RED.


 STEPHEN LOUGHMAN  TBG+S DUBLIN  14 AUGUST  3.55PM.  SUNNY.    

STEPHEN LOUGHMAN

TBG+S DUBLIN

14 AUGUST

3.55PM.

SUNNY. 

 


RED.

Read (‘Red’) Stephen Loughman’s press release; ‘red’ horny exposé article with glossy crotch displayed on bench on exiting gallery. Movie references abound here. See. Stephen Loughman doesn’t flirt with reference, he goes to the drive-in cinema, gets comfy and goes from first to fist base (as they say in the movies). His commitment to the pause button is True Love until the FFW>> button turns his head—marriage to mistress in a filmic moment. Cold, calculated, dealing in doubles as a figurative painter until the movie-still warms the blood of even stiller paintings. But the dumb-double that press releases present, that institutional drug, rug, dog, this time, this place, puts the referential Ex centre stage, where Loughman’s painting ought to be, and is, until you read or have ‘red’. Like how Netflix's end-of-season-squishy-couch-get-together cracks the mirror of the Other, an Other you have endured and loved more than your real friends… So Don’t! Don’t read! If you haven't already 'red'. Painting is better beside itself, not on a squishy couch with douchebags. Look. Look how Loughman’s sequential diptychs violently show-up how boring solo figurative painting is, including his own here, even when locked into an overarching narrative. Loughman shows us that we can't play ping-pong with one; and teaches us to experience space and narrative and desire as a curve rather than a line. Ain't saying Einstein ain't sexy but Loughman's diptychs make relativity curvier, Lacanian. So if you did what I did— ‘read’ or “red” —then splice at moment you picked up aforementioned gloss and toss, and engage onomatopoeia for tape cassette rewind. Back<<back to meeting the gaze of gallery invigilator; back<<back to a painting I criticised as mere ‘scenery’ relative to the ping-pong complexity and painterly splendour of Loughman’s two real diptychs—and one imagined that is not a diptych but implied diptych due to architectural doubling; back<<back to Duchampian glory and nesting hole for yin-yang wink-wank contemplation; back<<back to diptych No. 2 with chair-barricading-door scenarios that inhales—depending on your pills—the breadth of horror movie cliché in one breath and  Joseph Kosuth in the next, exhale; back<<back to more solo-scenery and mood levellers and to diptych that is not a diptych; back<<back to first sideward glance and smile at diptych No. 1 with ‘Red’ Ford Cortina slipping, sliding and diving into night and ice. Door.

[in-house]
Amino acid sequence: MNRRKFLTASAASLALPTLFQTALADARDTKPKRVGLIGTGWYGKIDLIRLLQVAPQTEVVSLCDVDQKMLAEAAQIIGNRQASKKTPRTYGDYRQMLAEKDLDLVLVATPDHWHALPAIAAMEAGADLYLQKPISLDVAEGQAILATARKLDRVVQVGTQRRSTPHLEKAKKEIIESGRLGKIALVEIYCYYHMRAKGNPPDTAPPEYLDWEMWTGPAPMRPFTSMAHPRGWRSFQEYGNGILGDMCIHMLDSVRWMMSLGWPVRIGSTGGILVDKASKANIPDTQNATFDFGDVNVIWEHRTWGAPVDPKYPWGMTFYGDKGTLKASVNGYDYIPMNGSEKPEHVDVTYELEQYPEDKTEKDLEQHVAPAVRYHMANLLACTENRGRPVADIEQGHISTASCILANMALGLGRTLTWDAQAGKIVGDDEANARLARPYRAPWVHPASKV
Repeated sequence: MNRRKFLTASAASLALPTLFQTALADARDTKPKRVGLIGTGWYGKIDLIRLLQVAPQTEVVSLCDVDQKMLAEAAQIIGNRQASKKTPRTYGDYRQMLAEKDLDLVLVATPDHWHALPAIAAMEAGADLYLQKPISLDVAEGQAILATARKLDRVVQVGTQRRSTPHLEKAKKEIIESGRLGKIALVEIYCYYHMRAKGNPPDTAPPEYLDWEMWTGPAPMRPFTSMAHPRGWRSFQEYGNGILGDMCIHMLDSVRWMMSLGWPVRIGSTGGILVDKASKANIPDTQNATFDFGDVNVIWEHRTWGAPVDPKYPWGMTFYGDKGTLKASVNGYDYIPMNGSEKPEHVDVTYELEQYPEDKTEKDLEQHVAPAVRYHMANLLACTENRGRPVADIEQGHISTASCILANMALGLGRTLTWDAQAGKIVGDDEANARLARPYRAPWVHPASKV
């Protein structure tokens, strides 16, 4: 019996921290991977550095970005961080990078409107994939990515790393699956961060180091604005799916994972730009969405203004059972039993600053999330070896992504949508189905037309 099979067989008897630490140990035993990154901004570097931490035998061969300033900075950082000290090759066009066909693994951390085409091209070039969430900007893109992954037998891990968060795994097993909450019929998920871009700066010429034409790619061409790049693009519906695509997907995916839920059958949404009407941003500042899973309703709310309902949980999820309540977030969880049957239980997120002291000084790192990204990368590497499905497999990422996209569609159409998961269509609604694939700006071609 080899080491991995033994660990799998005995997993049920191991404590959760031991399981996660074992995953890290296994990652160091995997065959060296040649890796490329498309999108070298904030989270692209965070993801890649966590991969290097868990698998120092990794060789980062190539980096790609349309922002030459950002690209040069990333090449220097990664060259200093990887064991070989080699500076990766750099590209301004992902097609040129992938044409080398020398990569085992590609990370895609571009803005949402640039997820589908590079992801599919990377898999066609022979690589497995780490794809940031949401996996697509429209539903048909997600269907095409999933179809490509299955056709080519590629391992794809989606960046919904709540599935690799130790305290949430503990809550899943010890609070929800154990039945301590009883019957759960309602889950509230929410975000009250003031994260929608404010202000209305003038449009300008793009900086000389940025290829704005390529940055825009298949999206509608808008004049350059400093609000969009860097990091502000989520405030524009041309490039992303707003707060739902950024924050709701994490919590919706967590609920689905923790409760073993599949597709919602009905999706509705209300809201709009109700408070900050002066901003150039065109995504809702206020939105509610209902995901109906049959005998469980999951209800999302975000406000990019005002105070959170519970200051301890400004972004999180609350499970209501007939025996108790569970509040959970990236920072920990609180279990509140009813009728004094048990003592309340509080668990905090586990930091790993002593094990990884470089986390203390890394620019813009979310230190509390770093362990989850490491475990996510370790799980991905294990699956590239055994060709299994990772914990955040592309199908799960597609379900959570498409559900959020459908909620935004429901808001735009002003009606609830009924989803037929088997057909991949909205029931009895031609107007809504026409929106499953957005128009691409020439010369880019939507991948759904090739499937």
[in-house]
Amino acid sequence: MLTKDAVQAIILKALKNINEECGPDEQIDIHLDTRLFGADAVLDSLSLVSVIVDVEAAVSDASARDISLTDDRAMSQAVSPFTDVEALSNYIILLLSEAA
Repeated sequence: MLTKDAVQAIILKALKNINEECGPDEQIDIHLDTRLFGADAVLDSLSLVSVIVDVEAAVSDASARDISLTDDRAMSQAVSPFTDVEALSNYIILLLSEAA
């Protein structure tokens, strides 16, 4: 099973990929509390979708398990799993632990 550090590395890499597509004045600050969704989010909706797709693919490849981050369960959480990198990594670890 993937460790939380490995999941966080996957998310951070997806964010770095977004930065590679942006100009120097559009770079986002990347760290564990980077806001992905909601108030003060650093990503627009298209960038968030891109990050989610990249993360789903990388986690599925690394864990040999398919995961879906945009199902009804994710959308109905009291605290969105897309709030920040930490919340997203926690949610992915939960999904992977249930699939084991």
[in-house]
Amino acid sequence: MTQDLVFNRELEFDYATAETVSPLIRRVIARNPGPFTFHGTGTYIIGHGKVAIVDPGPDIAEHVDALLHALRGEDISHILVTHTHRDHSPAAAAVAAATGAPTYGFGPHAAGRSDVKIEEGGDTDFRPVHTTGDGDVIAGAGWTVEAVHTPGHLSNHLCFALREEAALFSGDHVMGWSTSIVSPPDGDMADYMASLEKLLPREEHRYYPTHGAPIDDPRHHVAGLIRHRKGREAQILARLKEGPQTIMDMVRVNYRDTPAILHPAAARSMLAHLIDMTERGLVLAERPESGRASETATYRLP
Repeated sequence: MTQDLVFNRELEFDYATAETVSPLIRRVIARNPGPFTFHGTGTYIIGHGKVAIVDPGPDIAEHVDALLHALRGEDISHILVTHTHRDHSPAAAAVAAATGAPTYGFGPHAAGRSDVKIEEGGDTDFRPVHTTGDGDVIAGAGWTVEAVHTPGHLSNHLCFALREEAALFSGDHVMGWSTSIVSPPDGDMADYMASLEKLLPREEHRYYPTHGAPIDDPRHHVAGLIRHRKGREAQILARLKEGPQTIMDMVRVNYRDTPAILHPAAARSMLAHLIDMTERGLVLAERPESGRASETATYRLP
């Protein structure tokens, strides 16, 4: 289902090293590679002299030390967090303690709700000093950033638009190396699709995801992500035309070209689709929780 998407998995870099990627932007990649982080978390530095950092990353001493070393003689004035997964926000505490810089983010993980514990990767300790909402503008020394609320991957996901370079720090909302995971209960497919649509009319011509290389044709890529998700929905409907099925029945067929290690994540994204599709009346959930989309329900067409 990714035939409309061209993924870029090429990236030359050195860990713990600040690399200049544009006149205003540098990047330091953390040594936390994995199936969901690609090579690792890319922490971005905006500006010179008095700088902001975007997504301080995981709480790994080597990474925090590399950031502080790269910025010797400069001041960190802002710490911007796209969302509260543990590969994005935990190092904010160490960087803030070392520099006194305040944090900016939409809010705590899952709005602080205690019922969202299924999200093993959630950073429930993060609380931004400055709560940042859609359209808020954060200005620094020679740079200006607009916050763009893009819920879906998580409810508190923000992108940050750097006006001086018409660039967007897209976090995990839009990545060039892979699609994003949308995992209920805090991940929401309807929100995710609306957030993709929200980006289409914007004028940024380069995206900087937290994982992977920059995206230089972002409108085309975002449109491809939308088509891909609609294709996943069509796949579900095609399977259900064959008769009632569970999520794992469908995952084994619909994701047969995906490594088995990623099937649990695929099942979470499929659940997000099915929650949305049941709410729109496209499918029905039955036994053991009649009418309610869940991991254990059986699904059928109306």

b r .

MM.


 CAFÉ&nbsp;PAINTING.  BY MM.  WATERFORD CITY.  SATURDAY.  11 AUGUST.  2018.  4.19PM.  RAINING.

CAFÉ PAINTING.

BY MM.

WATERFORD CITY.

SATURDAY.

11 AUGUST.

2018.

4.19PM.

RAINING.


MM.

MY WIFE SEES IT, I SEE IT, WE SEE IT. After securing respite from rain and riot in a crowded café, our rioters wrestle with hot chocolate from adult mugs. A painting; a snow-scape. Nothing extraordinary beyond weight and symmetry of composition, and the tête-à-tête between off-centre this and that. But a backward step from perceived clichés tells us something different. A foregrounded fence, a somewhat silly retention, real or imagined, challenges first impressions beyond and before the pale: the painter that painted it, the covert context that cradles it, us as observers coveting it, and the price tag 85 tethered to it. (FYI: the image does not wrap around the edges as café paintings seldom don’t.) Phew! What painter hurdles a timber fence to take a photograph from such a sheepish sentiment in the brrr of winter... and then commit it to paint, to public scrutiny, to time? Not a friend; no a stranger, penned in before a paradise, or an image of a paradise chosen because it is exactly what it’s not, what it can’t ever be. Even if the painter didn’t hurdle; even if the painter chanced upon this scene in the snow or upon some cosy kitchen table, this painted image of something lost and out of reach is paradise found, painting figured. Sure. Another detached painter living off flat images of flat images with deep, liquid intentions—abjection comes in white too, as absence, as possibility. Pew! But how deep a thread of canvas can be if a painter is not so... so-so. “There There.” Here the details are entrenched. Here—there—where the fence meets the painter’s lovingly gabled initials, MM (Like Lolita’s HH); where the pure shadows thrust against the lying snow; where the evergreens pose a problem; where the Y-fronts trail comes skidding from the house—exit and entrance, a past and a present as arbitrary and innocent as brown fingerprints that decorate two white mugs.


b r .